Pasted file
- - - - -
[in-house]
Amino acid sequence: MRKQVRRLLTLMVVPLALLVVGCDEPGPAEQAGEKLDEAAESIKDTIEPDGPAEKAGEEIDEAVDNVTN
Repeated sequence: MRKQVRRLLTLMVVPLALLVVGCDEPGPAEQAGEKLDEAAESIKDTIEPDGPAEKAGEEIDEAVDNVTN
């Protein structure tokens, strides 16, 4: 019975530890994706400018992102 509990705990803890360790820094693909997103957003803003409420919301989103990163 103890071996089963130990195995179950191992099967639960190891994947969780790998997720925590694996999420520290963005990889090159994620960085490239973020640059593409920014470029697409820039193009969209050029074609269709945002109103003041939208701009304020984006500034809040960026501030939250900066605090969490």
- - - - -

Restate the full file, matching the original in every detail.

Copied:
[in-house]
Amino acid sequence: MRKQVRRLLTLMVVPLALLVVGCDEPGPAEQAGEKLDEAAESIKDTIEPDGPAEKAGEEIDEAVDNVTN
Repeated sequence: MRKQVRRLLTLMVVPLALLVVGCDEPGPAEQAGEKLDEAAESIKDTIEPDGPAEKAGEEIDEAVDNVTN
């Protein structure tokens, strides 16, 4: 019975530890994706400018992102 509990705990803890360790820094693909997103957003803003409420919301989103990163 103890071996089963130990195995179950191992099967639960190891994947969780790998997720925590694996999420520290963005990889090159994620960085490239973020640059593409920014470029697409820039193009969209050029074609269709945002109103003041939208701009304020984006500034809040960026501030939250900066605090969490």